October 1996 Forecast -- Flux Range 66 - 73

by Roy, AD5Q - Houston, Texas

Did I say 15 would open? It has, but signals are disappointing and there is little activity. It is generally agreed that we are at the rock bottom of the solar cycle and that conditions will not get any worse. This is, however, the peak of the fall DX season where we get our highest daypath MUF's. From Texas, we are finding marginal openings to western Europe and some nice activity from Africa. Stations further east can expect some coverage to eastern Europe. Seasonally, it won't get any better - but contests have a way of opening up the bands and the CQWW Fone is coming up. Serious contesters thrive on the rates of a good European pipeline, which we may not get on this band. Newbies with lower DXCC credits will enjoy the African activity which may also appear on 10 Meters. The high bands will definitely be an important source of multipliers.

For long haul DX, 20 is still the best. Nightpath activity has thinned out, but we find openings to the Middle East through much of the morning. Europeans also come through, but signals are only strong for an hour or so after sunrise. After that, only the well equipped DX stations are workable. Our path to Asia occurs around sunset, with the high latitude paths opening after dark to areas emerging into daylight. The last paths to close will be along southern routes - such as to Africa, South America and the Pacific.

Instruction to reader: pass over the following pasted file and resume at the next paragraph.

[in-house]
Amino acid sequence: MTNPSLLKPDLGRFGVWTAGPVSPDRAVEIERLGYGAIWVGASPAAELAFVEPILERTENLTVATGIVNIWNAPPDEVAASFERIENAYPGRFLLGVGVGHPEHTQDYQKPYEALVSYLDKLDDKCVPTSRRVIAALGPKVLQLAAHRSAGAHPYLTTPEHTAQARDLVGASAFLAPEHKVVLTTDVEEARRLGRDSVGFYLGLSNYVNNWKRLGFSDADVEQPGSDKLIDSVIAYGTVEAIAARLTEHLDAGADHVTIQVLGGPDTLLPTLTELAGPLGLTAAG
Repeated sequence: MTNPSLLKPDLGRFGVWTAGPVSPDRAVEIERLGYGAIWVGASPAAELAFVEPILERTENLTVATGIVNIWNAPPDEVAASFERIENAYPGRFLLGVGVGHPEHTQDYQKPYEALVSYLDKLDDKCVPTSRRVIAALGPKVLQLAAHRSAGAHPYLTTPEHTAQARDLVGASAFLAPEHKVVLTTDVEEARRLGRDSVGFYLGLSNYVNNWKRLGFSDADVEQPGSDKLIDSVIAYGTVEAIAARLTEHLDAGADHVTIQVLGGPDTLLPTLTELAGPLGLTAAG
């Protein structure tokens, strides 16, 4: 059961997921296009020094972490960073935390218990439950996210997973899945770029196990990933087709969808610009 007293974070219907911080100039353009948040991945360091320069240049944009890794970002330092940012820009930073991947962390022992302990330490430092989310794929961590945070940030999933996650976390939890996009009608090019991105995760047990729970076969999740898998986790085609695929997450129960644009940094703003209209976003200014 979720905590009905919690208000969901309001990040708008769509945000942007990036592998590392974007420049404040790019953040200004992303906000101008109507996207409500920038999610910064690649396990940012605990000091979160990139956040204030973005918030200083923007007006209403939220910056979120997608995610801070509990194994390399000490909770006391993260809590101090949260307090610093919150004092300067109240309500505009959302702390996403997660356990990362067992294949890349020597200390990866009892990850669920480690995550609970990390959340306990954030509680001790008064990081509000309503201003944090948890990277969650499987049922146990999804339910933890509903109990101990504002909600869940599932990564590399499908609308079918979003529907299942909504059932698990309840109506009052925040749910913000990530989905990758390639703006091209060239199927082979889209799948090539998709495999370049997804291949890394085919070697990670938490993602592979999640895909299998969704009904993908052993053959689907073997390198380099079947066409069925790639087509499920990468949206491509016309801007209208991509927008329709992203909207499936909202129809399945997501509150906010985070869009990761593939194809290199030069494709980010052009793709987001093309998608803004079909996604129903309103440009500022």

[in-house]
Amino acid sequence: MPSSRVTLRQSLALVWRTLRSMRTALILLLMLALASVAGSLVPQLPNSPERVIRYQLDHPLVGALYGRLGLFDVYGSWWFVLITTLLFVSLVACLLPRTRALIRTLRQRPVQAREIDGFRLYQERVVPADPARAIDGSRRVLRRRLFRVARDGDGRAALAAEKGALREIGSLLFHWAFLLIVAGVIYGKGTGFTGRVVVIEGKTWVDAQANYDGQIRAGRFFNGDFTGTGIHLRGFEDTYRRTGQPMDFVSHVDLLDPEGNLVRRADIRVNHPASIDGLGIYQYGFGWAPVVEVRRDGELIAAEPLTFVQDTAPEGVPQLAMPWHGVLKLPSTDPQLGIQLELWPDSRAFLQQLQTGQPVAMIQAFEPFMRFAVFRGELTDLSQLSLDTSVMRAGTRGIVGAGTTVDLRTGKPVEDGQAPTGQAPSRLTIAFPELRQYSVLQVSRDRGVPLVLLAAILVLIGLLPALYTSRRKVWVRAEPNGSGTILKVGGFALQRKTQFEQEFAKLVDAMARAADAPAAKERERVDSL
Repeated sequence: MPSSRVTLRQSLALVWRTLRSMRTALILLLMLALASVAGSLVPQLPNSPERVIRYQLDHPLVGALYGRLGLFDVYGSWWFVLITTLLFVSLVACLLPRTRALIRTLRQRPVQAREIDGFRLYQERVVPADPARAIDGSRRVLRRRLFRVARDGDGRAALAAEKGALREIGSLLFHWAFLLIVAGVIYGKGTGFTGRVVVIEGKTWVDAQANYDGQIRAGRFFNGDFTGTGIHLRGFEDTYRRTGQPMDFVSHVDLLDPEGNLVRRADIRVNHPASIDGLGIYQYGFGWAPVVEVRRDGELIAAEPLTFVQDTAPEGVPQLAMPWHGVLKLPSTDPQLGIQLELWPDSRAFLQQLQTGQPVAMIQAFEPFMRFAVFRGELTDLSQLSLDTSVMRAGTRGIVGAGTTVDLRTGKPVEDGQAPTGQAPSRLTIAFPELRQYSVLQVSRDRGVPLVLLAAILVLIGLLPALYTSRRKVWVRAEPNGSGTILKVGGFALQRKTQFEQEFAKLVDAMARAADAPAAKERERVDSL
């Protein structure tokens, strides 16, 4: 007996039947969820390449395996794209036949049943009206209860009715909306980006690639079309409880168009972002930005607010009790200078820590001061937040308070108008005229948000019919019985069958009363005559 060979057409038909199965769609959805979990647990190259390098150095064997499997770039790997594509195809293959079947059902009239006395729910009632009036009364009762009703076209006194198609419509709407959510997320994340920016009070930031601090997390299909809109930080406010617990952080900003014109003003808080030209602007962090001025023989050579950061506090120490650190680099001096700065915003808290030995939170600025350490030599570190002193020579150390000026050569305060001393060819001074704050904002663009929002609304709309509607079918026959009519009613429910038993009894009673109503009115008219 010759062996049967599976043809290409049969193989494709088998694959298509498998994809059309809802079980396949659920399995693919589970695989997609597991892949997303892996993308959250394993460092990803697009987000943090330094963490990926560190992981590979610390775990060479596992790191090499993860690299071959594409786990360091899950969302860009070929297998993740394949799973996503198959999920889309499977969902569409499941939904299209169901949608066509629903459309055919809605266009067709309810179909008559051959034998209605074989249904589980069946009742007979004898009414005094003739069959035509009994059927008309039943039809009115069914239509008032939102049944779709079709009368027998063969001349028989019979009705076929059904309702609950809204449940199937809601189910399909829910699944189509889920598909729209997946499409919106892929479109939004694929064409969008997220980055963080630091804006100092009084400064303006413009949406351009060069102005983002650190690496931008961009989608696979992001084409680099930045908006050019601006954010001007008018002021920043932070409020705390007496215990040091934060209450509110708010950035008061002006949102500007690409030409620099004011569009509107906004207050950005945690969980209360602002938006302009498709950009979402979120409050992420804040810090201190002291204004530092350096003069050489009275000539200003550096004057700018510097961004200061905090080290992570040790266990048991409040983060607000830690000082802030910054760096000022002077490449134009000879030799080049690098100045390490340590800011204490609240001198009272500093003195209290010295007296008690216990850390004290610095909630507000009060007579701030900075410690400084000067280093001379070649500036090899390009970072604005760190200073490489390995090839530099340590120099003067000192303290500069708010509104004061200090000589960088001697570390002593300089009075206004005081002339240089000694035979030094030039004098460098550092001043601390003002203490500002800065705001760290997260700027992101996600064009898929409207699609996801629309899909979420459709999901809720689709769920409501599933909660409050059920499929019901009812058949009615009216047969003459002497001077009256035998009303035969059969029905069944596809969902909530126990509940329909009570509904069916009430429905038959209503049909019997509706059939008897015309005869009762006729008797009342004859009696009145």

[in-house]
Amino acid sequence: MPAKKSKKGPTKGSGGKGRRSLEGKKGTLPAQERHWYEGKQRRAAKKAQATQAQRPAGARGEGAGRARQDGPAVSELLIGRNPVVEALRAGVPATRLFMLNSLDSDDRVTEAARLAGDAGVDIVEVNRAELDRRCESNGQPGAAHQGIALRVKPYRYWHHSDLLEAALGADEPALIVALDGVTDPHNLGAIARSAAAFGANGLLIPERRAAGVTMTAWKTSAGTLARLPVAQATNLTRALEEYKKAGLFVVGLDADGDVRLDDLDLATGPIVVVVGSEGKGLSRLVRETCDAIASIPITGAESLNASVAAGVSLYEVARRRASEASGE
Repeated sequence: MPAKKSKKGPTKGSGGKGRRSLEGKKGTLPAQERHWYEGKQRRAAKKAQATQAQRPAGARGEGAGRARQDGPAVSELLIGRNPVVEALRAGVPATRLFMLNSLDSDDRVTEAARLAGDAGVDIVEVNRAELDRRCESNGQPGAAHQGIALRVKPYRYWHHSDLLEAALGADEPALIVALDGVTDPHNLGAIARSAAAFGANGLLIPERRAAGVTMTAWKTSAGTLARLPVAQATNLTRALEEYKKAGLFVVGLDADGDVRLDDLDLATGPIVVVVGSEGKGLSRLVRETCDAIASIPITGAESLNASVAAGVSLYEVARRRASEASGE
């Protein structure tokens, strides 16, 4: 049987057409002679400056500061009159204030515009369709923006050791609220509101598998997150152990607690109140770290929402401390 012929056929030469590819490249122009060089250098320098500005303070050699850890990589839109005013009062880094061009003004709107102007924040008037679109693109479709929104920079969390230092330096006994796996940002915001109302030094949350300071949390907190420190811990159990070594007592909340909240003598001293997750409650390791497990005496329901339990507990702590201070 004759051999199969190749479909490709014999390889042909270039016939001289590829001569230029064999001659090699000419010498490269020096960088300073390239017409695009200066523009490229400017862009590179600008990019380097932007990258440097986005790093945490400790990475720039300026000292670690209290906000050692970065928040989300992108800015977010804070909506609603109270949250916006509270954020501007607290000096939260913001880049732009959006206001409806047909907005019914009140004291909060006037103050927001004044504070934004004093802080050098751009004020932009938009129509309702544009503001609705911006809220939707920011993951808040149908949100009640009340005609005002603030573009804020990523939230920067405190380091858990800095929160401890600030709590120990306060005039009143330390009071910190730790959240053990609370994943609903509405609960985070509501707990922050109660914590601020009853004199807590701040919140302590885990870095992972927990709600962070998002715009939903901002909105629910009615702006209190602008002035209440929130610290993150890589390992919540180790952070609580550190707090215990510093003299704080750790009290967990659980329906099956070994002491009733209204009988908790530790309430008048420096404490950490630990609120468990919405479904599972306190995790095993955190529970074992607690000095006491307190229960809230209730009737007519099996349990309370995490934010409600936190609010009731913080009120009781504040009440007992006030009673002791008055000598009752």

Activity is increasing on 40 Meters, but foreign broadcast activity occupies a lot of bandwidth. Even in the CW band we are finding new sources of QRM from hispanic bootleg stations. These problems exists in many parts of the world, as anybody can buy a radio now.

Signals are excellent from Europe in the evening beginning before our sunset. The area of darkness over the pole is broadening every day, bringing better opportunities to remote parts of the world. There will soon be many Russian signals on the band, with conditions peaking after their local sunrise. Most of them will be weak, because this is still a difficult path for us on 40. After our own sunrise, we look to Asia for exotic DX and in contests for high JA rates unavailable to the East Coast :-).

The true lowbands, however, are 80 and 160. Many SSB ops focus more on 80 than on 40 due to the propaganda services, and there is an abundance of DX to be worked on 80 fone. Effective lowband work requires a quiet QTH and real estate for laying out long receiving antennas. Being loud isn't good enough.

Return to Article Index Page